As companies look to cut costs for centralized contact centers, they are increasingly looking for ways to encourage customers and prospects to interact with them in ways other than by phone, which is the most expensive avenue. As a result, corporate email in-boxes – also known as “digital mailrooms” – are being flooded with messages, driving companies to seek ways to develop processes that automate responses to them.
These days, on any given company’s website, you’re often hard-pressed to find a phone number to call with a question. Instead, you’re encouraged to use support pages, FAQs, chat and yes, email.
Read, understand & categorize emails
As a result, corporate email in-boxes are being flooded with messages. Somebody then has to look at each one, and that takes time.
Let’s take the example of a large financial services company that gets around 3,000 support requests coming in by email each day. The requests tend to break down into one of four categories:
- A non-actionable request (no response needed)
- Trade request
- Account service request
- Customer onboarding request
The company feeds its emails to a customer relationship management (CRM) system, from where support representatives pick up and read each message. After determining what the customer wants, the rep extracts pertinent information for input into a downstream processing system, to kick off the fulfillment process. Such information includes the customer name, address, email address, account number, and the request type.
For the sake of argument, let’s say it takes support reps an average of 10 minutes to deal with each email – a reasonable estimate given the amount of info they have to extract and re-enter. So, 2000 emails x 10 min. each adds up to more than 330 hours per day of processing time. If you divide that by an 8-hour work day, it means you need more than 40 reps doing nothing but responding to emails each day (and that doesn’t account for breaks).
Yet the ability to provide fast, accurate responses to all customer contact center interactions is critical, and email is no exception. “Customers interact directly with contact centers, which play a vital role in creating the brand image,” says a report on contact center software by the research firm MarketsandMarkets. “A negative experience can lead to loss of customers or clients.”
Applying intelligence to automate email processing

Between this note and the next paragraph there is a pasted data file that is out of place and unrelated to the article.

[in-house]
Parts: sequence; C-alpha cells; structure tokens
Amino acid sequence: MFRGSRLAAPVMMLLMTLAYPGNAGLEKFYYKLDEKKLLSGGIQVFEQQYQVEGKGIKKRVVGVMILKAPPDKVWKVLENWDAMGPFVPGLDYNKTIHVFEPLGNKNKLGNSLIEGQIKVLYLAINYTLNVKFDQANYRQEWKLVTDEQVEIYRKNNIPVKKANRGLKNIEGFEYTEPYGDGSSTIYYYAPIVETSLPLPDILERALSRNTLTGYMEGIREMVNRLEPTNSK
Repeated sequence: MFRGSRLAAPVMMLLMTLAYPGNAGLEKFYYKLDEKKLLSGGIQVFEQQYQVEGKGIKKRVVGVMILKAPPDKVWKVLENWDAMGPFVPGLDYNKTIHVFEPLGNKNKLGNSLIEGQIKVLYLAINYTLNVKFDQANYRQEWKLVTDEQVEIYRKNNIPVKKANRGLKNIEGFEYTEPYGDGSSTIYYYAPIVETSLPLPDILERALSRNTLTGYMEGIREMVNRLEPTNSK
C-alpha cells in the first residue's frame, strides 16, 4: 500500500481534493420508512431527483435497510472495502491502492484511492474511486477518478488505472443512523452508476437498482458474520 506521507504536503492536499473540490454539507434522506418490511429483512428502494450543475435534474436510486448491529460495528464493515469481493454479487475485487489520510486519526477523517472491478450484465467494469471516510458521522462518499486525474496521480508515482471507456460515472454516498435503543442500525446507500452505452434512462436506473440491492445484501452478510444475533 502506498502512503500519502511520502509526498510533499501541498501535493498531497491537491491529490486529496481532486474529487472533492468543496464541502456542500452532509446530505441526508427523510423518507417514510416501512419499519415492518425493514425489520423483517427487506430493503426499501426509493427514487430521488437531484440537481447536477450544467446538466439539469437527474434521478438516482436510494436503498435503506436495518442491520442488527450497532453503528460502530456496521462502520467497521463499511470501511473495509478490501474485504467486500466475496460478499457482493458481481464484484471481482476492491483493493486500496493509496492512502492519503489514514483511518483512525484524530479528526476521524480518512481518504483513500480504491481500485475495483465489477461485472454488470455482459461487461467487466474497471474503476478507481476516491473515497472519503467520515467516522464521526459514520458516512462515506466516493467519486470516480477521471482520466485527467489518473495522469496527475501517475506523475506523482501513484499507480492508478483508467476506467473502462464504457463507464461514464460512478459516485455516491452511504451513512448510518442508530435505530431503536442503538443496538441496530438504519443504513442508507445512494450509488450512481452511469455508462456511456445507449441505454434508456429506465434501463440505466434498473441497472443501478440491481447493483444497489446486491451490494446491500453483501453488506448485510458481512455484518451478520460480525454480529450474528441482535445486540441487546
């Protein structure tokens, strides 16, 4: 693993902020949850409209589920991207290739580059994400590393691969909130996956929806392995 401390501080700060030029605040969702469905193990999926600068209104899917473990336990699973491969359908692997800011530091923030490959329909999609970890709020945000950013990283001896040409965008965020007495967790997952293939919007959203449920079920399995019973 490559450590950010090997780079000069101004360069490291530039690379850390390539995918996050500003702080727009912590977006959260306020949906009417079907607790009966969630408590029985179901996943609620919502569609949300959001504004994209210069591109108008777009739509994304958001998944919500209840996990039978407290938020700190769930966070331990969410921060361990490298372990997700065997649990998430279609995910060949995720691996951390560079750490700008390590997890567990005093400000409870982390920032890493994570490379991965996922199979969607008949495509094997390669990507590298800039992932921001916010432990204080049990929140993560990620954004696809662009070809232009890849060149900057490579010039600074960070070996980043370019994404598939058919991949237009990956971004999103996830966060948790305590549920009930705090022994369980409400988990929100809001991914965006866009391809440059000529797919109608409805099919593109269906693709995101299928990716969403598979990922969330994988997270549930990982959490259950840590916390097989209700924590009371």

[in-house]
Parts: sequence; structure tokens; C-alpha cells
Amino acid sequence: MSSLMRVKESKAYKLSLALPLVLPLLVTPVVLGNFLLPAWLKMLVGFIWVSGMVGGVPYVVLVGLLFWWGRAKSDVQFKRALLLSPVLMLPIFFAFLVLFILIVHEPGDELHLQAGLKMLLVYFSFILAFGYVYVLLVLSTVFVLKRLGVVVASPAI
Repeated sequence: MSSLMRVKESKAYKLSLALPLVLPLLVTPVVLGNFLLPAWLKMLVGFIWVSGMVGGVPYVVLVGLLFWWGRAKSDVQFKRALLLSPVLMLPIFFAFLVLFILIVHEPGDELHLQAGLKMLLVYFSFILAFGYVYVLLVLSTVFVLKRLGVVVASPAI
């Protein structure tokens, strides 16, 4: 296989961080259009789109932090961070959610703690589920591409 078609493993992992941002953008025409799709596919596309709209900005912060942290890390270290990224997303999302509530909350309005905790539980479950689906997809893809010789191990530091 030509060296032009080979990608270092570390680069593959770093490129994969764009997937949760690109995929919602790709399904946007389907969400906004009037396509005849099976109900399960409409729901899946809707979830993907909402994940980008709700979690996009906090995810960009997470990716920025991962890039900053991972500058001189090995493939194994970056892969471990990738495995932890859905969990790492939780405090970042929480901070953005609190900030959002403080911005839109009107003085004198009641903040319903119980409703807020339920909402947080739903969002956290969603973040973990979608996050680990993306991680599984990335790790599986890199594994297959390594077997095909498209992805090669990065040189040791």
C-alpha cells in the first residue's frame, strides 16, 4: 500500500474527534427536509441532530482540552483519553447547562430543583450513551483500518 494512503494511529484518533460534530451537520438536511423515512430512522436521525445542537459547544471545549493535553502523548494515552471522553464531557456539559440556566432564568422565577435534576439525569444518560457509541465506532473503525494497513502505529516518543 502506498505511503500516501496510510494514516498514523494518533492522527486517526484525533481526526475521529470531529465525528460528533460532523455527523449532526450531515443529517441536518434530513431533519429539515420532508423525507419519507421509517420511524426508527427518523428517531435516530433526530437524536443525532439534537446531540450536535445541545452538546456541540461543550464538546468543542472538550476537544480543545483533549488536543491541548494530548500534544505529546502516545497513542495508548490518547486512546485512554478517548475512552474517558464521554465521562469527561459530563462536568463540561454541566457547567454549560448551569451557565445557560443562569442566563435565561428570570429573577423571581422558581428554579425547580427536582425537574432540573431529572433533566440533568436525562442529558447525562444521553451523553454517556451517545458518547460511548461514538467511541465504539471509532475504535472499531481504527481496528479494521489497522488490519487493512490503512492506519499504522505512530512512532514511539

The report also accurately points out that companies are effectively applying artificial intelligence to aid in their efforts to respond effectively to customers.
One example is how intelligent process automation (IPA) software can help companies digest and distribute the flood of mail from their corporate email in-boxes. IPA tools can help companies automate processes that traditionally require labor-intensive human interaction.
IPA employs artificial intelligence technologies, including optical character recognition and natural language processing, that enable it to “read” documents much like a human would – even those that contain content in an unstructured format, like emails, PDFs and Word documents. Indico’s software, for example, can draw on a massive baseline of words and concepts it understands, then apply that understanding to different documents and use cases, a concept known as transfer learning.
In the corporate email in-box case, an intelligent automation tool would be able to “read” an incoming email, discern what the topic is, then route it to an appropriate subject matter expert. For relatively simple matters, such as a change of address request, the IPA tool could extract the pertinent information, input it into an appropriate downstream system, and respond to the customer on its own with a canned email.
An intelligent process tool can also extract and automate the handling of any attachments from an email, such as PDFs and Word documents. Here again the tool is smart enough to “read” the attachments and extract relevant data for input it into another downstream tool for processing or future reference, such as a customer relationship management (CRM) system.
In either case, the IPA software could dramatically speed up the processing of thousands of emails, easing the burden on contact center personnel and freeing up their time for actually answering important emails.
This is just one of many use cases where intelligent process automation can bring efficiencies to processes that to date have required hands-on (or eyes-on) human involvement.